A change of pace from my usual light reading, Feathered Dragons, edited by Philip J. Currie and others, is a collection of papers about the transition from dinosaurs to birds. After an introduction by Robert T. Bakker, the first section is a broad overview. In the second section are several studies of fossils and tracks, most importantly a detailed descriptions of every bone in Bambiraptor feinbergii. The third section is the part I was interested in: how they might have lived.
There were three papers that most sparked my imagination. The first is about dinosaur eggs and draws a vivid picture of Troodon formosus laying clutches of eggs in pairs, two eggs each day. Comparing them to living birds like ostriches, turkeys, or geese, it surmises that the eggs didn’t develop until the mother settled in to brood on them, raising their temperature from ambient to body temperature. Then the whole clutch would have hatched at once into precocial, self-feeding, and nest-fleeing chicks, that followed mom around like ducklings. Toothy, fast, hungry ducklings.
The second is an intriguing paper suggesting that feathers could have first evolved as flexible, expandable covers for brooding. There are fossils of nesting oviraptors with the forelimbs over the eggs, that make more sense if they had long feathers to cover those eggs. Similarly, living birds hang open their wings and tail over their eggs and chicks in various postures.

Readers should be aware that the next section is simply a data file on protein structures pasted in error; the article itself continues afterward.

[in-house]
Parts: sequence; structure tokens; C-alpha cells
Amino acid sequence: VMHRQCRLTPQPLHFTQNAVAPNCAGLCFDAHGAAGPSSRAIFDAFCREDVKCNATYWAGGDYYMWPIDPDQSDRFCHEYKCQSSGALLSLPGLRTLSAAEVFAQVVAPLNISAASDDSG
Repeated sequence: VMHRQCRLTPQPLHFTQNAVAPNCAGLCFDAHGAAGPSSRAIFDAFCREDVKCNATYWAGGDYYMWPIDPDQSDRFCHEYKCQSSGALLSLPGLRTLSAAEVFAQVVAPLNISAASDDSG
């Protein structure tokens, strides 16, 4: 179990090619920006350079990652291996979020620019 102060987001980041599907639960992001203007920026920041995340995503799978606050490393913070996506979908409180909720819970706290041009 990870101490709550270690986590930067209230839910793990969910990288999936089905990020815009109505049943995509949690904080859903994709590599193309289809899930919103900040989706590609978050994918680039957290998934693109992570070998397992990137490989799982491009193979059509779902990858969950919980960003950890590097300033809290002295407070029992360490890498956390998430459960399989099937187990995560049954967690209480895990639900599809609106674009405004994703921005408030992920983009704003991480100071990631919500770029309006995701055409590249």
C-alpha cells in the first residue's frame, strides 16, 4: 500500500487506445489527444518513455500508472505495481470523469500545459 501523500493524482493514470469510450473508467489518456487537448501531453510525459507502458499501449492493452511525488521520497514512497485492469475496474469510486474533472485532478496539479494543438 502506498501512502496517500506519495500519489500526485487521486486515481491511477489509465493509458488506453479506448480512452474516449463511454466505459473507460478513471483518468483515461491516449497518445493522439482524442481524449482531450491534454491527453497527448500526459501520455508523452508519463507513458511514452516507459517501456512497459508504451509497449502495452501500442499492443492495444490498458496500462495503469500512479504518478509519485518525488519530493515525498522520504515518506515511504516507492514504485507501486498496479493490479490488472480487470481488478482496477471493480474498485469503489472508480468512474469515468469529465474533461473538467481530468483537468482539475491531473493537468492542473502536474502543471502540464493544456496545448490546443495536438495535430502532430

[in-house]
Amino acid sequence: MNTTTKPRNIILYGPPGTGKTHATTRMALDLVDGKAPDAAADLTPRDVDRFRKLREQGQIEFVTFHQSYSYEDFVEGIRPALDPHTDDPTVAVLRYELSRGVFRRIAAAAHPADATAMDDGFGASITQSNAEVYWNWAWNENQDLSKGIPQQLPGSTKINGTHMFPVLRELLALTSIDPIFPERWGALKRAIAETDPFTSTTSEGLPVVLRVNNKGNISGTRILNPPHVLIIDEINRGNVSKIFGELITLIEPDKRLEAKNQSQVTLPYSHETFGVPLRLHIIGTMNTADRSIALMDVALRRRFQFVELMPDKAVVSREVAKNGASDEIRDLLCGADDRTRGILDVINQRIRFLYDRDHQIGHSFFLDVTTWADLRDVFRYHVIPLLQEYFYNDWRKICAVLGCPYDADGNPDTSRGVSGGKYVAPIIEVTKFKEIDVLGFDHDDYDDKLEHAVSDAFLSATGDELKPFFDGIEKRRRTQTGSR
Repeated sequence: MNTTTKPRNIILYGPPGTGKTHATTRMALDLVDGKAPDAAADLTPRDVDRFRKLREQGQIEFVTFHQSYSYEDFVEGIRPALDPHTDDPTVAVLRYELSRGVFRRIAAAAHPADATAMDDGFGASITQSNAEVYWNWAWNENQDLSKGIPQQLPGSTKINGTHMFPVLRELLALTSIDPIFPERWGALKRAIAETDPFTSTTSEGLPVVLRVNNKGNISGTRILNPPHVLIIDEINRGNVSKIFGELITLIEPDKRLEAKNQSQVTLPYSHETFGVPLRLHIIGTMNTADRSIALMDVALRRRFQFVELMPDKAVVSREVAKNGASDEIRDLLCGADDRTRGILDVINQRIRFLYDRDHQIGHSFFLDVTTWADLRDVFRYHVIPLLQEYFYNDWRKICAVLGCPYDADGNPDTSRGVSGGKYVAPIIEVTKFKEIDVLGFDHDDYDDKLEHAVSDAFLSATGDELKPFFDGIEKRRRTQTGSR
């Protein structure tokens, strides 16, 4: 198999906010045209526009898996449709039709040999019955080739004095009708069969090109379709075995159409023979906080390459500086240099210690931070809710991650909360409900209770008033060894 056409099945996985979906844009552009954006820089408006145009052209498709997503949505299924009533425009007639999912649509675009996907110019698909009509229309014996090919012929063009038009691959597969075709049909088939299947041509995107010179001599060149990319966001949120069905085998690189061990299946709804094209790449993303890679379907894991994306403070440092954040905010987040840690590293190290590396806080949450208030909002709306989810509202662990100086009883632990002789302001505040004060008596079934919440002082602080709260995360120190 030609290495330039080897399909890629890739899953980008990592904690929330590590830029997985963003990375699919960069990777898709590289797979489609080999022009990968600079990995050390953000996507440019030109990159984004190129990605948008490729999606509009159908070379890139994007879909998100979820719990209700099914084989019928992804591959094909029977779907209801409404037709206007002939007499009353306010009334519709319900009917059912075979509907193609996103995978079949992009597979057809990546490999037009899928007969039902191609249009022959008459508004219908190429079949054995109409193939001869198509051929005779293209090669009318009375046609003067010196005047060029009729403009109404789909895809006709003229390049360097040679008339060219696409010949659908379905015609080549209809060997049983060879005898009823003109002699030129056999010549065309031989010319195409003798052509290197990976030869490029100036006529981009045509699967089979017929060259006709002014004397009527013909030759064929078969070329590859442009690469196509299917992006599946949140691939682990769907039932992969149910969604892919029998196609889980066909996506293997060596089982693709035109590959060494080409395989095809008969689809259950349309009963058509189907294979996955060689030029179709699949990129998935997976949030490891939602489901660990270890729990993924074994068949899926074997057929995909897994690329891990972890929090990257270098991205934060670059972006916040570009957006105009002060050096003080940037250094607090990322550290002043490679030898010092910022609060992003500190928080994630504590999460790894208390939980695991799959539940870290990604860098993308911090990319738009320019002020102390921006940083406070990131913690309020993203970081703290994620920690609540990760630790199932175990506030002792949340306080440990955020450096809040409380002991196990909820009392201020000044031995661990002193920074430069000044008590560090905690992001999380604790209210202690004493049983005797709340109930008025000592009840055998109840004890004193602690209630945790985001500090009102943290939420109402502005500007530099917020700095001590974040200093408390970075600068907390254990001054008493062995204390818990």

The third is by far the most readable, an almost chatty paper called “Dinosaur Crime Scene Investigations” by Bakker and Gary Bir. They aimed to avoid “Olson’s Nightmare” which is the problem that animals don’t die and become fossils in the places where they lived, by using the “boring” bits: shed teeth to get evidence of what the dinosaurs did when they were alive and eating prey. It draws detailed scenes of crocodiloids lurking in the rivers and extended families of allosaurs feeding on migrating herbivores part of the year and on aquatic prey once the herds had passed. And yes, it includes the trademark Bakker drawings.
Aside from these three papers are also papers going into more detail about the structure of eggs, of how flight more likely originated in the trees, a full examination of the feathers of Archaeopteryx and more.